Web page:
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We finally made a new timelapse film for a local hotel. You can watch the Flow Motion video below in 4K:

Frankfurt Flow Motion: Hotel Timelapse Film - YouTube

Earlier this year, in late March we decided to produce a new timelapse film. We wanted to try some new filmmaking techniques and teamed up with the famous Steigenberger Frankfurter Hof hotel in Downtown Frankfurt. Due to the cold weather in Spring we postponed the shoot until summer and finally started shooting in July and finished production in August. Instead of a static timelapse film we wanted to keep everything in motion without any interruptions. This kind of technique is called Flow Motion because all scenes are connected without any clear cuts visible. We will share a Making Of video in the next few days to show you how we actually shot but more importantly how we edited the video.

Below are some photos from the production:

Capturing a restaurant scene from above. Inside one of the biggest suites at Frankfurter Hof. Most scenes were taken with multiple cameras capturing raw photo sequences at the same time. View from the center of the hotel.

Written by Moritz Janisch on September 30, 2018

The post We made a Flow Motion timelapse film for a hotel appeared first on Fenchel & Janisch.

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The first time I went to Photokina was in 2012 when the DSLR revolution was at its peak. Two years later the Samsung NX1, the Canon EOS 7D Mark II and the Panasonic LX100 were the big stars. In 2016 there wasn’t really much going on. Sony had a few new Alpha models but except that it was a pretty boring show. This year was probably the best one so far when it comes to new camera and lens releases as you can see in our video below:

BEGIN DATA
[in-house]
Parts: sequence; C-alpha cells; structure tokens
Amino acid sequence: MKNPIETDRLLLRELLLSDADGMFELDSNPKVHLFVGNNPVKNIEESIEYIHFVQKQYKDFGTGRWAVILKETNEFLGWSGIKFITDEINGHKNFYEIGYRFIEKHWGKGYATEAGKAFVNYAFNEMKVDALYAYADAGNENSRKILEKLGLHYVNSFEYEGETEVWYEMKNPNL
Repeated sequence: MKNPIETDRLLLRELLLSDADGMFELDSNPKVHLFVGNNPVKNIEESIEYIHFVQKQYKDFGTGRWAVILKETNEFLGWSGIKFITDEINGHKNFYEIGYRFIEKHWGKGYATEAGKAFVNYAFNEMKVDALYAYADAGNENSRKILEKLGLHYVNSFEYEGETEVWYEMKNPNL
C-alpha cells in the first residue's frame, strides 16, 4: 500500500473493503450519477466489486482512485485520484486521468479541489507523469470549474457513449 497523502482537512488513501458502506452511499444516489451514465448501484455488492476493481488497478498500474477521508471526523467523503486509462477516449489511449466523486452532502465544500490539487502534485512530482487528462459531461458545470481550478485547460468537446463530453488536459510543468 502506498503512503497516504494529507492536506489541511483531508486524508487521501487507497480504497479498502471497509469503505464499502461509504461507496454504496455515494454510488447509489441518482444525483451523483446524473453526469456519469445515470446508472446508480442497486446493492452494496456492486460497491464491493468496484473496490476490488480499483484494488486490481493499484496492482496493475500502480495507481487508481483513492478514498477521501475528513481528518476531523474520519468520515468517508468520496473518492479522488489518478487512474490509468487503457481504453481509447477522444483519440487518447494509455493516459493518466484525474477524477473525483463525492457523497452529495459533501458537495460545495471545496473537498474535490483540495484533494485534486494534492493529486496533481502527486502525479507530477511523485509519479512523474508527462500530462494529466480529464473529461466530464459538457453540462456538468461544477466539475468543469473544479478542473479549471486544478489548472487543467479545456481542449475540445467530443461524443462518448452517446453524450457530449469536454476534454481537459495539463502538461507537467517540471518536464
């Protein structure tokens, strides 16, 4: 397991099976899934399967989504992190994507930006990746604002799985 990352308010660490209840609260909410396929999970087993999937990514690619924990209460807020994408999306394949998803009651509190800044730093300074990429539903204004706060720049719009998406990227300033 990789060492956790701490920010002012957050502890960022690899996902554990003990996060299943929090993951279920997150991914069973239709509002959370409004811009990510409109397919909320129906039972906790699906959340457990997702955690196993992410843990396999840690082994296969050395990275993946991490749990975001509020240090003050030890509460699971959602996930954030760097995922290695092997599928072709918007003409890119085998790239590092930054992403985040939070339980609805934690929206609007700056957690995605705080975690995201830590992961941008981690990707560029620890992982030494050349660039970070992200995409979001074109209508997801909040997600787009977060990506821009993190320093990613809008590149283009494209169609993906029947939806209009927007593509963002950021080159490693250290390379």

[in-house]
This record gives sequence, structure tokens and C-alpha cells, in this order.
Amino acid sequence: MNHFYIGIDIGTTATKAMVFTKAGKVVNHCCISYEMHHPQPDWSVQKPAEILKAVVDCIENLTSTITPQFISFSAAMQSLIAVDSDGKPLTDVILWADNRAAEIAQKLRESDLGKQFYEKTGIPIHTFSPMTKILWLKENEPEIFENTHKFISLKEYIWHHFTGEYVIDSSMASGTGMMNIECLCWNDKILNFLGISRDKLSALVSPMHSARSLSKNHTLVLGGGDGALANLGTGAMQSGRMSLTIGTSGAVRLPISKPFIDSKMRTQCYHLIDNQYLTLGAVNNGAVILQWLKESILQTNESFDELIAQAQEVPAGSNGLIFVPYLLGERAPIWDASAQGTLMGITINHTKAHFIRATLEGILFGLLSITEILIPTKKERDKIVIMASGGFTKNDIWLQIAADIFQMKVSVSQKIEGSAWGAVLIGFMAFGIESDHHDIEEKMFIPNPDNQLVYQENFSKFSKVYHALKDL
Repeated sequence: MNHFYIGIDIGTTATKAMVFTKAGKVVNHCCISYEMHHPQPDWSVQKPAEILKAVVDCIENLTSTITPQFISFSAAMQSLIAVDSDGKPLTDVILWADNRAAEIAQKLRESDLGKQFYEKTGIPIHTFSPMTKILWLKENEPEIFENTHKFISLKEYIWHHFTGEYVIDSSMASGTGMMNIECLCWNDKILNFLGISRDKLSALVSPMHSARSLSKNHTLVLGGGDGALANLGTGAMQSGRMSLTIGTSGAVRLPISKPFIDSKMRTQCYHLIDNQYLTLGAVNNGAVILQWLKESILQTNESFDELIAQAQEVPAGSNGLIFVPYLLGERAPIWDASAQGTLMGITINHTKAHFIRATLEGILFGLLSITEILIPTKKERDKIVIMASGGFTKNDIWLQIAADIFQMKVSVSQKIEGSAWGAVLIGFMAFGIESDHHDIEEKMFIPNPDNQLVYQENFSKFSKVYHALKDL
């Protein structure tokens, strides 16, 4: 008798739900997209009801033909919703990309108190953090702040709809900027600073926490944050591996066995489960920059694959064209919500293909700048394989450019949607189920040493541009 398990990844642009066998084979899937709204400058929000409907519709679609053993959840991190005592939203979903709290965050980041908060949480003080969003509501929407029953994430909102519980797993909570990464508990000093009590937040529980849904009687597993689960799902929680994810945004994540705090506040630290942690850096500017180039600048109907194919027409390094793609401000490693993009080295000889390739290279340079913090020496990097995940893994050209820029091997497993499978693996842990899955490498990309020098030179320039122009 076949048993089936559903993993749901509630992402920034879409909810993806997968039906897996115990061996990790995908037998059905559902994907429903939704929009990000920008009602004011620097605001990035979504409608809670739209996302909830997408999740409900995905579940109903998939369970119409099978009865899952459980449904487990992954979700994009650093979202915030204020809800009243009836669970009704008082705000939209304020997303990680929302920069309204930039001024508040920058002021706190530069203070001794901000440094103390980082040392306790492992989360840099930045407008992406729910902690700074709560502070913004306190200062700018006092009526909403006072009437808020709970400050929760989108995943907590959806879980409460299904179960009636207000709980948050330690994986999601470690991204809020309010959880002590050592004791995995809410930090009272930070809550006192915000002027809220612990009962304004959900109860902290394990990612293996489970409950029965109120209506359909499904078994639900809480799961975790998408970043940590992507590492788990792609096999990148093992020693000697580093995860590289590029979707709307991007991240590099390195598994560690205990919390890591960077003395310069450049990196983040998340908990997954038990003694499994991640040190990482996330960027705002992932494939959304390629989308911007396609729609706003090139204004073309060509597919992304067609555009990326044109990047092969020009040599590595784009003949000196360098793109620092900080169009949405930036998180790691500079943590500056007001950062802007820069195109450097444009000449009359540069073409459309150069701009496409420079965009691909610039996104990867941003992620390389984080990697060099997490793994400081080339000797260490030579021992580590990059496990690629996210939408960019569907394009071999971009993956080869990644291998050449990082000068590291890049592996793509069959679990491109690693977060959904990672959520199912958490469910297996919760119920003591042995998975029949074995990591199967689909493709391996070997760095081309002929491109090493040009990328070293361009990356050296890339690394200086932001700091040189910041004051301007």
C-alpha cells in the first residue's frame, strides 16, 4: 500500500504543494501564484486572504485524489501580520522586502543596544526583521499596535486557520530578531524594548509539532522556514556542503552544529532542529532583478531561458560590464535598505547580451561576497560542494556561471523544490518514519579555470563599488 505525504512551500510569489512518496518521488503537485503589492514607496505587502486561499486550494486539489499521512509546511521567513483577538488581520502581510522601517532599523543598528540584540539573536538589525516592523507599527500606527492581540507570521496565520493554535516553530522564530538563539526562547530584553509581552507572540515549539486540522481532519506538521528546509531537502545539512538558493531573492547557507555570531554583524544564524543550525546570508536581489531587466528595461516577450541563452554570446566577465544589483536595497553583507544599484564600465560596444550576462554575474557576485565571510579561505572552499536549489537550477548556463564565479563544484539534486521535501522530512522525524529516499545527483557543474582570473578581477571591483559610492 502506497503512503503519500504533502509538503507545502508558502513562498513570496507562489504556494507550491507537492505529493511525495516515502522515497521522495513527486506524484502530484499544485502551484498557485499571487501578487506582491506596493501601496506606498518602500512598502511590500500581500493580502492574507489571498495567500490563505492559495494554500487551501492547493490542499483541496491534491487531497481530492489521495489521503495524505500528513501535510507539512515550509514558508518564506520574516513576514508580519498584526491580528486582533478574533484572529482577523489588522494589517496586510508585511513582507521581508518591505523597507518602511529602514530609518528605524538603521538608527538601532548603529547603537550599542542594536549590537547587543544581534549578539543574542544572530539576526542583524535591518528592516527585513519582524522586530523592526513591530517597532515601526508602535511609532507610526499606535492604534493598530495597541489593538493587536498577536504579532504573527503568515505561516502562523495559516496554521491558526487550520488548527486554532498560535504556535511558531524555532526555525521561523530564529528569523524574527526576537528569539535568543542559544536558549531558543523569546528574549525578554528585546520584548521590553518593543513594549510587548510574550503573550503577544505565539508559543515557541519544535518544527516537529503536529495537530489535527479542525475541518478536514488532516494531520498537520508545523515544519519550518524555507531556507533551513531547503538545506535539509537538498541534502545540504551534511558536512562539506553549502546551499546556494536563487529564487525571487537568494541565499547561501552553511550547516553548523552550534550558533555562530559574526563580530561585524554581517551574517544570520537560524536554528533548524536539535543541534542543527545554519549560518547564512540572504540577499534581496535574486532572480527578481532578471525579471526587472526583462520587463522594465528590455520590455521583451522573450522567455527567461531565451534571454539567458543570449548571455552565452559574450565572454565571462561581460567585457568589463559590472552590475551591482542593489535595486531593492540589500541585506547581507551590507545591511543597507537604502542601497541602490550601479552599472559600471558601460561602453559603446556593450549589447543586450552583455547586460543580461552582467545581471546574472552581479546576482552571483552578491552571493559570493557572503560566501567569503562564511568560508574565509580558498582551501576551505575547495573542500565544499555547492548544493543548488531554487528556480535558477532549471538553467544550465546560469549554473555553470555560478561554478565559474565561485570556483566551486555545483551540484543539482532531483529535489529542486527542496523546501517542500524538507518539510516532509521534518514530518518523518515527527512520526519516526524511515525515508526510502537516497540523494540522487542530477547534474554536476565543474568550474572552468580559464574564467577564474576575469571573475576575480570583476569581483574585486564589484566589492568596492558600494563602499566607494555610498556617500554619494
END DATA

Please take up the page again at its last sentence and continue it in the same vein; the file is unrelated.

Too many cameras! Photokina 2018 - YouTube

The main highlights were the just announced Panasonic mirrorless full-frame cameras, Fujifilm’s medium format cameras and of course Nikon’s Z6 and Z7.

Fujifilm’s new medium format cameras The stars of the Show: The Lumix S1 and S1R mirrorless full-frame cameras which full specs are still unkown. Moritz hanging out with Mas Gun a.k.a. GoenRock from Jakarta, Indonesia at the Lumix booth.

Written by Moritz Janisch on September 29, 2018

The post Too many cameras! Photokina 2018 appeared first on Fenchel & Janisch.

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When we were at NAB in April 2018 we already had a glimpse at the new 120D Mark II light from Aputure. While the original 120D had a few quirks the guys at Aputure decided to re-design the light to make it a better film companion.

The new version of Aputure’s popular light is around 25% brighter than the first generation. When using the Fresnel you can get luminance of 135,000 lux at half a meter which is pretty impressive considering the size and compability of the light. Make sure to check out Curtis Judd‘s video review below to get a idea of how much this film tool can do.

Color accuracy is of course important when filming for example with different kinds of lights at the same time to avoid weird color shifts. The COB 120D II has a CRI rating of 96+ and a TLCI rating of 97+ which is the TV industry standard.

You can purchase the light from B&H for $745!

Written by Moritz Janisch on September 17, 2018

The post Aputure’s COB 120D II video light is finally here! appeared first on Fenchel & Janisch.

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You don’t have to like Canon DSLRs for shooting video but one thing is for sure, the company makes some of the best cinema cameras out there. A few years ago I tested the EOS C100 which I immediately liked because of the ergonomics and of course the Super 35 look.

Filming at a park with the EOS C200 and the Canon 24-105mm F/4 zoom lens.

Now I am testing the C200 which has a lot of great features such as the ability to record raw internally and up to 4K 60p in MP4. I went out to do some testing and recorded with 50 frames per second in Ultra HD (3840×2160) internally as MP4 on to an SD card. You can watch a little edit of the footage graded in Premiere Pro CC 2018 below.

Canon EOS C200: Graded 4K 50p Footage - Summer in Frankfurt - YouTube

The good thing about filming with a camera that has EF-mount is that I can use all of our old Canon glass. For the shots above I mostly used the 24-105mm F/4 and the Tokina 11-16mm F/2.8 as well as the nifty fifty (50mm F/1.8) and the Sigma 30mm F/1.4.

The EOS C200’s monitor with controls on the left side and touch function.

I really love the look of the image and again the ergonomics but the EOS C200 also doesn’t come in cheap at around $7,499.00 so it’s definitely a tool made for pros.

Our video review will be out in a few weeks!

Written by Moritz Janisch on June 19, 2018

The post Canon EOS C200 – color graded 4K 50p footage appeared first on Fenchel & Janisch.